First Aid: Allergic Reactions
Allergic reactions can be triggered by foods, medicines, pets, insect stings, pollen, and other things. Most allergic reactions aren't serious. But severe reactions can be life-threatening and need immediate medical care.
Signs and Symptoms
- skin redness
- slight swelling
- stuffy, runny nose
- itchy, watery eyes
- red bumps (hives) anywhere on the body
- swelling of the mouth or tongue
- trouble swallowing or speaking
- wheezing or trouble breathing
- belly pain, nausea, vomiting, or diarrhea
- dizziness or fainting
What to Do
- Contact a doctor if your child has an allergic reaction that is more than mild or concerns you.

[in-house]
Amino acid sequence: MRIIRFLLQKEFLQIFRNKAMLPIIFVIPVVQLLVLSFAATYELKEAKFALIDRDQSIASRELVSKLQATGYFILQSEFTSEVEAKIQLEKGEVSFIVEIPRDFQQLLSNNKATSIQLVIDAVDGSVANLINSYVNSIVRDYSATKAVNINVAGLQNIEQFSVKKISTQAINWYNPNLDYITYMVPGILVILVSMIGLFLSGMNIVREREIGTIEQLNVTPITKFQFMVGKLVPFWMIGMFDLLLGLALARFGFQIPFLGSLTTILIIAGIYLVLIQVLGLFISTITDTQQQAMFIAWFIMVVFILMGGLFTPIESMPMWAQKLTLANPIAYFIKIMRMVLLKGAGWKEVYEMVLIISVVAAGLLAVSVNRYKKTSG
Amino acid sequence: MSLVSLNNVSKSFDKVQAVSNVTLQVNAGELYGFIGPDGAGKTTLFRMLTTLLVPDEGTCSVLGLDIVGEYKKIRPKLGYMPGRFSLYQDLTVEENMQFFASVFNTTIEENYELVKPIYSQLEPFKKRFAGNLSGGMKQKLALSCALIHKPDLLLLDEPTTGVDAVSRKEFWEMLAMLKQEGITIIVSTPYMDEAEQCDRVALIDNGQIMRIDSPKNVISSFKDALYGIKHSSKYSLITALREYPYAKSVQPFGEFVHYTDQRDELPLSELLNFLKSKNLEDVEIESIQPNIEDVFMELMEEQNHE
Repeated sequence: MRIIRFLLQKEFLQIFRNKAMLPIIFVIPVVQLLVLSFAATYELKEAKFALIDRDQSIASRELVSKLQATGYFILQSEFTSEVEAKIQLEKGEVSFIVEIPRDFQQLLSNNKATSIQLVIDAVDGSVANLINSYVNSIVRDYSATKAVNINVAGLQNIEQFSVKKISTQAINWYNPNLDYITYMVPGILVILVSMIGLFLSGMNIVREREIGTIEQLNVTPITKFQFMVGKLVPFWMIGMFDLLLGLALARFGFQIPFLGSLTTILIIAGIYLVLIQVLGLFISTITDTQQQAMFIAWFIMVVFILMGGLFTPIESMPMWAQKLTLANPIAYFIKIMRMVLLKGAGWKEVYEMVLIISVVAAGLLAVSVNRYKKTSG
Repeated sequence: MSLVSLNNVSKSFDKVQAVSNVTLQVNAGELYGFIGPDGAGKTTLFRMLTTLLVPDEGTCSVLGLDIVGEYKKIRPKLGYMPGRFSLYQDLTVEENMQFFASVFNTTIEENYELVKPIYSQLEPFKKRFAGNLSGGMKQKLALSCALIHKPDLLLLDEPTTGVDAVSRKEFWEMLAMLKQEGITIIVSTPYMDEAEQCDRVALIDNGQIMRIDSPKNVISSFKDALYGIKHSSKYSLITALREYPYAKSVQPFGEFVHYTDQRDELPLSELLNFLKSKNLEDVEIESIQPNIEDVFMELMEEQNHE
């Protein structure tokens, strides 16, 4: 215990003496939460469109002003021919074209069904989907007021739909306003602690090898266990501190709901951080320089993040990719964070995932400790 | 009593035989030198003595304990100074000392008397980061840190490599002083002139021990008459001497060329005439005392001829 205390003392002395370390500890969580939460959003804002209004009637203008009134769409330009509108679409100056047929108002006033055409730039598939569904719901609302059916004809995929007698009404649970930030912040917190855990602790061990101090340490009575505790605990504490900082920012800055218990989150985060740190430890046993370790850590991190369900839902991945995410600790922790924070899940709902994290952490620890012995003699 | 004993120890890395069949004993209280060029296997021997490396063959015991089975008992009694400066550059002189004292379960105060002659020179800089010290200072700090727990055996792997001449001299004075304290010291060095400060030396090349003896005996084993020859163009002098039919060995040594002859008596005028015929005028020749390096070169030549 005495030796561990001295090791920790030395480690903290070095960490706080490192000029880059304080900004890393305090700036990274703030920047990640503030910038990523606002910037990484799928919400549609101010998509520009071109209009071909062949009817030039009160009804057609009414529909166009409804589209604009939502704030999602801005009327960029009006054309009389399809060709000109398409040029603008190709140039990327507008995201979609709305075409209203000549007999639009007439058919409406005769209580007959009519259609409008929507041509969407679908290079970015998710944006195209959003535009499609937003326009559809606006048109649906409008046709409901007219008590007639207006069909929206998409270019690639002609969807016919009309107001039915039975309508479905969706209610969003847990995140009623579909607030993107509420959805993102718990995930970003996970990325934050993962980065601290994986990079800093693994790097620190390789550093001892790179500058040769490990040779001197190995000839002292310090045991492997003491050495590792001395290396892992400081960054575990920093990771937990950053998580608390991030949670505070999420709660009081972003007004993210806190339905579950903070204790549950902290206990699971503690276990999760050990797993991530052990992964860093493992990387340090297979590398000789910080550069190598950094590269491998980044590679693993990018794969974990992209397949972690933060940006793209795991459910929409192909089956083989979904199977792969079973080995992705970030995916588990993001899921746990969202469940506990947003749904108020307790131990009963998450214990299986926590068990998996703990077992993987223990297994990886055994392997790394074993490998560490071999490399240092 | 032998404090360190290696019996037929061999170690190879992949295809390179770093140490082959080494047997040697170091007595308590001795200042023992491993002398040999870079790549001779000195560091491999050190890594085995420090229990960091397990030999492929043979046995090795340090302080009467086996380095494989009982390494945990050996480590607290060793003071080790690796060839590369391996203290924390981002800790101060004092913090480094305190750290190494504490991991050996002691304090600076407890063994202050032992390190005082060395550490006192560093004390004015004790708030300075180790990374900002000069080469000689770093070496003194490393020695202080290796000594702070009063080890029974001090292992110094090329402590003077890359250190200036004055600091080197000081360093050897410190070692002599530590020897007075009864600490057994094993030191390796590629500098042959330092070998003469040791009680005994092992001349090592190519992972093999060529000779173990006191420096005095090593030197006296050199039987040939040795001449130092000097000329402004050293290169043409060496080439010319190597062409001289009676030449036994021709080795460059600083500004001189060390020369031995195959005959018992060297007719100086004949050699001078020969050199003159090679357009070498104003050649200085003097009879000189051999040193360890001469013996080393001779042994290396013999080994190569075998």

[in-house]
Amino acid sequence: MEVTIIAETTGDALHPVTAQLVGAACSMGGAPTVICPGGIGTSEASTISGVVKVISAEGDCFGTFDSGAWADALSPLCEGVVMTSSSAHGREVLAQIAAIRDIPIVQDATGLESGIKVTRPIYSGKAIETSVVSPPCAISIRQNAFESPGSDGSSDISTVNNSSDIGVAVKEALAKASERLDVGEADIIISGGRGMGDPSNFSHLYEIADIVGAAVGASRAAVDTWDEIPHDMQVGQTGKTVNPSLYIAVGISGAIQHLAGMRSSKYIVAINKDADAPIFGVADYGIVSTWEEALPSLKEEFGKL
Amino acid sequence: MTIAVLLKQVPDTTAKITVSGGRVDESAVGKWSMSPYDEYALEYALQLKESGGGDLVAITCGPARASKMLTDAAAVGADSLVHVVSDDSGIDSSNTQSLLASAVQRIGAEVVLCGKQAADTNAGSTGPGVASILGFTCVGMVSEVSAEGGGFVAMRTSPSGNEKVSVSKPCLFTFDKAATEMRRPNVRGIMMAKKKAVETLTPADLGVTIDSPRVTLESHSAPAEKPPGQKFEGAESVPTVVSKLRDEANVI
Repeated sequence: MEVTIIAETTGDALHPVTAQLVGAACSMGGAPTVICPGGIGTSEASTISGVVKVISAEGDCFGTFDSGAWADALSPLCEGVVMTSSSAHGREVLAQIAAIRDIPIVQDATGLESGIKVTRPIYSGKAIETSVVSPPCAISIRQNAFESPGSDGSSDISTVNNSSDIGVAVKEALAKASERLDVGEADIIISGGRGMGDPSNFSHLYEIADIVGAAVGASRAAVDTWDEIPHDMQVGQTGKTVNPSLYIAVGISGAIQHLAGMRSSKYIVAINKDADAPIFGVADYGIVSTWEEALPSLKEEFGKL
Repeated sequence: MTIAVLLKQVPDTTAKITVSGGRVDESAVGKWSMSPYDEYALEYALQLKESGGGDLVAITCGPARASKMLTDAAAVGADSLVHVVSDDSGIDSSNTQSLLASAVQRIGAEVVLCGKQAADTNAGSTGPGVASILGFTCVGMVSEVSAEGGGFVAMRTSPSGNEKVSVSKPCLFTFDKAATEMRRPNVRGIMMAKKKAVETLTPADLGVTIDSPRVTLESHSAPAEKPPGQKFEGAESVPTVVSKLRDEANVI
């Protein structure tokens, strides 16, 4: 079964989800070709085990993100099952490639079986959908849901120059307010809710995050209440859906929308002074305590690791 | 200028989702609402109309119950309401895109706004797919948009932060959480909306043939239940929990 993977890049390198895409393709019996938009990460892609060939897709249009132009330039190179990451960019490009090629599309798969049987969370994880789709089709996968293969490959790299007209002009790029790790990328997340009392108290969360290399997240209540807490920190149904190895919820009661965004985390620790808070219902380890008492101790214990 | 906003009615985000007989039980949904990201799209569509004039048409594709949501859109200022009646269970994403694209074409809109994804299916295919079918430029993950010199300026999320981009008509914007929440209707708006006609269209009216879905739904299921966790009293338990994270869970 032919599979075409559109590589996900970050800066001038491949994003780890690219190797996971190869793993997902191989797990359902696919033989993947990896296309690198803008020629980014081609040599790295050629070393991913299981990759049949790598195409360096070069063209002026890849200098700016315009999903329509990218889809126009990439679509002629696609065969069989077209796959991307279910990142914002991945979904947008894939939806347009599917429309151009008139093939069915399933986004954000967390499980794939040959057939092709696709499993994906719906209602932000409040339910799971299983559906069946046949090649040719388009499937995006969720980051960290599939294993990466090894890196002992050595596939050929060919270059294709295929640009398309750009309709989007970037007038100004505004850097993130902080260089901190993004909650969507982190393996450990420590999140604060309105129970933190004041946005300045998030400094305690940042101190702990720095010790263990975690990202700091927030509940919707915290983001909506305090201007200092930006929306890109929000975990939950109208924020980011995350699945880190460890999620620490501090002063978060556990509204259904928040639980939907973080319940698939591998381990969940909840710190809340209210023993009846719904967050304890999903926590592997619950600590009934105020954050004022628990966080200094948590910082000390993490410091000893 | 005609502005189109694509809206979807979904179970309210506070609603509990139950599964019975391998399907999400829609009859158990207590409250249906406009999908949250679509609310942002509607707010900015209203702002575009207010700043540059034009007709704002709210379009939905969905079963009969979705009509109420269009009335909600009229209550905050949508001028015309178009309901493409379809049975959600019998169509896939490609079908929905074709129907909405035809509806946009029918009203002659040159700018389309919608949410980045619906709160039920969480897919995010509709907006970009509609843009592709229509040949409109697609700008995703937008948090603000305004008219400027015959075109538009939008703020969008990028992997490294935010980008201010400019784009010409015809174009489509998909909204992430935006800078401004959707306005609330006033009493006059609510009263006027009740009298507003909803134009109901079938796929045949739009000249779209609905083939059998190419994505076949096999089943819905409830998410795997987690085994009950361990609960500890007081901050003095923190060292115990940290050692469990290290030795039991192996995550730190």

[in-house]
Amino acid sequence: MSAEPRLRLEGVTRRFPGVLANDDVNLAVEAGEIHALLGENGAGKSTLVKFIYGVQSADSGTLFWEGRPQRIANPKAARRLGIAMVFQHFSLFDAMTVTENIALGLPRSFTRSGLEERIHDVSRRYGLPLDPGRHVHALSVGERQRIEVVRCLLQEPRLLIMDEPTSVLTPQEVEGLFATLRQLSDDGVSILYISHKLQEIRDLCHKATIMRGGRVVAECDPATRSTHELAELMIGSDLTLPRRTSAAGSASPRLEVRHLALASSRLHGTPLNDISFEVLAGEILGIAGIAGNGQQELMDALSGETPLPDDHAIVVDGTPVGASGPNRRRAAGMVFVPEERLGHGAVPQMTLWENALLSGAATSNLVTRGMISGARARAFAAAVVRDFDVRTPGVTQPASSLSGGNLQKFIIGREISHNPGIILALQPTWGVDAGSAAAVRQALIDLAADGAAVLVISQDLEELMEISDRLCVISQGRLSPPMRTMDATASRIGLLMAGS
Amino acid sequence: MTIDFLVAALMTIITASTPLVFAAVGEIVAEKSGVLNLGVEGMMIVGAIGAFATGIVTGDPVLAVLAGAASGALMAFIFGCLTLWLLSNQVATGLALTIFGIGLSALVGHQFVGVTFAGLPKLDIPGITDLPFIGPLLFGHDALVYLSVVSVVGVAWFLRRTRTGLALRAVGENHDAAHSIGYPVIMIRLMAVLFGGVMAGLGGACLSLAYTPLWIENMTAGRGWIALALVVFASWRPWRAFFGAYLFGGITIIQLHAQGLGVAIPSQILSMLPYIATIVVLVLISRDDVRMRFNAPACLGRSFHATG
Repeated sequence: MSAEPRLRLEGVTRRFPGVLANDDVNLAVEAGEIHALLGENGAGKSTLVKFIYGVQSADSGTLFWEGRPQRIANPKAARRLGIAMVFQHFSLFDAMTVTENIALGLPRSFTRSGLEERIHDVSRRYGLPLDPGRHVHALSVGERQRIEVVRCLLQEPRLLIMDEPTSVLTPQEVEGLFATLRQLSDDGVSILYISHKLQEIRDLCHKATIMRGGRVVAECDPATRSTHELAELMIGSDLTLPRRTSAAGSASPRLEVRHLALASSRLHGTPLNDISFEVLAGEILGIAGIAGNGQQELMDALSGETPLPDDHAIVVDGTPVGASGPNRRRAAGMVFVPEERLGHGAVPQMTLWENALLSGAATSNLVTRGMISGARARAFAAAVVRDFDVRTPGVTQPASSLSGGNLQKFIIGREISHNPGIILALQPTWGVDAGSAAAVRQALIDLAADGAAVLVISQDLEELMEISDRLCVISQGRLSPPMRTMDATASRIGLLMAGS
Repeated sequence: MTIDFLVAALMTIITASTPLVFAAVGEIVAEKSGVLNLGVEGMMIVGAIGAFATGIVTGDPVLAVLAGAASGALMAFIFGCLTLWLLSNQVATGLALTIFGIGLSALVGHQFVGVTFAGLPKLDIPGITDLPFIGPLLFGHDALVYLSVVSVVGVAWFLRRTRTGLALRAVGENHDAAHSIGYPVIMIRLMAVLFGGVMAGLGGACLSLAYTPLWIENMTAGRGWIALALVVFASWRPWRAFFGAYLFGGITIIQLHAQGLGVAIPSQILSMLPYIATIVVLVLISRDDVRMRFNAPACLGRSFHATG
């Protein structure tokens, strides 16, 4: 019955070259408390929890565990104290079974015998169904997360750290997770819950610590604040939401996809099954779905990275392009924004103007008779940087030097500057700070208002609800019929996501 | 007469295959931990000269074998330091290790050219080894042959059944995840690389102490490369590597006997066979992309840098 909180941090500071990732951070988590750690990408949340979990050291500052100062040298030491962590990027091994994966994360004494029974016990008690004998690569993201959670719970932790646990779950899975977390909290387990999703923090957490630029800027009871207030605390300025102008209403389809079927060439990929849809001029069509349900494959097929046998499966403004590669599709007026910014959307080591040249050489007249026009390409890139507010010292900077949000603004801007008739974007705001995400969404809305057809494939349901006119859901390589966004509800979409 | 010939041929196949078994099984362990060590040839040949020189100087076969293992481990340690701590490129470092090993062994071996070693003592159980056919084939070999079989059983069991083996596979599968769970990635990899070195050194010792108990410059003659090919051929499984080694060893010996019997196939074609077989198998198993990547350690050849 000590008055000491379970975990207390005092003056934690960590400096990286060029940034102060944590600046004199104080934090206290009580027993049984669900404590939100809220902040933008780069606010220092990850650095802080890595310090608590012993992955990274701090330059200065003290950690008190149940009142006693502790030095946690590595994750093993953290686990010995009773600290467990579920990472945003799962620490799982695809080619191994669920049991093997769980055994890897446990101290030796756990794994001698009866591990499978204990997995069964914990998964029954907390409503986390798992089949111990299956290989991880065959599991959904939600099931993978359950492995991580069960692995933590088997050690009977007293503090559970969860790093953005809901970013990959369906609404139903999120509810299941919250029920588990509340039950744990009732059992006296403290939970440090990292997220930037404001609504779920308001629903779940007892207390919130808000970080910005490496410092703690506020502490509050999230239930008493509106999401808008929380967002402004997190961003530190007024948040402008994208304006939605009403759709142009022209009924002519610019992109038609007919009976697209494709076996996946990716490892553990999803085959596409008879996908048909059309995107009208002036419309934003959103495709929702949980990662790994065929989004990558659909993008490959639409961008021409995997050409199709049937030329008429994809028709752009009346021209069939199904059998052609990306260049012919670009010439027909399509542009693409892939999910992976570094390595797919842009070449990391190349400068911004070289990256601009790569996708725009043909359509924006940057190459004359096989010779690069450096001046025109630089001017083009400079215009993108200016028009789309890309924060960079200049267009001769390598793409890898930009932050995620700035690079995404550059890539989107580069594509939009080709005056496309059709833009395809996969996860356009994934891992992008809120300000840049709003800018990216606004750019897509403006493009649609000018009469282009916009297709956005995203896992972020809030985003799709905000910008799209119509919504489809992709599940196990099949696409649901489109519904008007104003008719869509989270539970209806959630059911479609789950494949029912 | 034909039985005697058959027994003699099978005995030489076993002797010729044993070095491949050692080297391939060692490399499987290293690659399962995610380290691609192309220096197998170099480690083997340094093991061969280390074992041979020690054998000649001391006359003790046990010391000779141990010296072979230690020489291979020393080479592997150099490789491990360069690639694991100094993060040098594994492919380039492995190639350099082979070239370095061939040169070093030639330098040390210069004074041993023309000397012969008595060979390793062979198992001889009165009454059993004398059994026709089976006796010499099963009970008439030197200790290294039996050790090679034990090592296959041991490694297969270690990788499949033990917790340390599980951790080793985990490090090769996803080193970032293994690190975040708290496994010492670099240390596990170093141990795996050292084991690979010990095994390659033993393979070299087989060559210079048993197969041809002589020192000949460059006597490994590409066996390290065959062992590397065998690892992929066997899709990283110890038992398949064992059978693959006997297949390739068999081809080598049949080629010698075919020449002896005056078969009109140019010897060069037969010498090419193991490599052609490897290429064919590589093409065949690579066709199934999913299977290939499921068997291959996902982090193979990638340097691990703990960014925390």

- If the symptoms are mild, give an antihistamine by mouth such as diphenhydramine (such as Benadryl).
- If the symptoms are severe and you have injectable epinephrine (such as EpiPen), use it as directed right away and call 911 for emergency medical help.
Help kids avoid anything they're allergic to, and keep an oral antihistamine available.
If your child has a severe allergy or has had a severe reaction, be sure the injectable epinephrine is on-hand at all times (including at school). You, your child (if old enough), and anyone who cares for your child know how to use it.
- Kids and Allergies
- What You Need to Know in an Emergency
- Hives (Urticaria)
- First Aid: Insect Stings and Bites
- Food Allergies
- Nut and Peanut Allergy
- 5 Ways to Prepare for an Allergy Emergency
- Allergies Center
- Food Allergies Center
- A to Z: Rhinitis, Allergic
- Serious Allergic Reactions (Anaphylaxis)
Note: All information is for educational purposes only. For specific medical advice, diagnoses, and treatment, consult your doctor.
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